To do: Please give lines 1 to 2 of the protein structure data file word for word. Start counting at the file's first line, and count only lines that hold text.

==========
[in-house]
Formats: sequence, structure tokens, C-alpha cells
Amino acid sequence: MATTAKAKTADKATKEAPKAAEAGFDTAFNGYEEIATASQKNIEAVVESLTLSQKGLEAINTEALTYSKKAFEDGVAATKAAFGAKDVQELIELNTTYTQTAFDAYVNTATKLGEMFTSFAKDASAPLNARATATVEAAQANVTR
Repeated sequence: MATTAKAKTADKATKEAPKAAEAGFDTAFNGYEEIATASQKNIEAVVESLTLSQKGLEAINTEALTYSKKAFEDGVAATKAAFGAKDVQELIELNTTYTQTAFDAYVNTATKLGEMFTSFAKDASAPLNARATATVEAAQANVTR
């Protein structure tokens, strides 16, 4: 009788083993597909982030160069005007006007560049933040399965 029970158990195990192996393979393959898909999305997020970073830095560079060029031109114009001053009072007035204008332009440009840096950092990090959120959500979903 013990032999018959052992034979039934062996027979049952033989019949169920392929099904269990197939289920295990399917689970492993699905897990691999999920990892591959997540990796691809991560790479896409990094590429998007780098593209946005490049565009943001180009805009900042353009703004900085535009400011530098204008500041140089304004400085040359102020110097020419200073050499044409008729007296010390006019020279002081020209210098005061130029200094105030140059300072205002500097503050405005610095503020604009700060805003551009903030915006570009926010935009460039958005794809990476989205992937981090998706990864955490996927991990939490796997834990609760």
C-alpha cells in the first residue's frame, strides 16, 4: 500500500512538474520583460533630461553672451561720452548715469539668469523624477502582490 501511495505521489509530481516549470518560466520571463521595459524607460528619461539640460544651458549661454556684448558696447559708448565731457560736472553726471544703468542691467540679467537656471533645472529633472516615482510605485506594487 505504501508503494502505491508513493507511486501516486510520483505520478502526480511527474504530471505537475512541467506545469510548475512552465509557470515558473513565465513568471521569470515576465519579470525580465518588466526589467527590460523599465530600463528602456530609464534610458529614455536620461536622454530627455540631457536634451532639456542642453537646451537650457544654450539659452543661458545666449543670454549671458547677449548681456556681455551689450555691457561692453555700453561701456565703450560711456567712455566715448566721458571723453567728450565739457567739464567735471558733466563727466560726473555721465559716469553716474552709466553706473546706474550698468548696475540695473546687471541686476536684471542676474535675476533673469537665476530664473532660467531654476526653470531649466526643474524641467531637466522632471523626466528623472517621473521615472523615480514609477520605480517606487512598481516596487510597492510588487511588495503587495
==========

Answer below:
[in-house]
Formats: sequence, structure tokens, C-alpha cells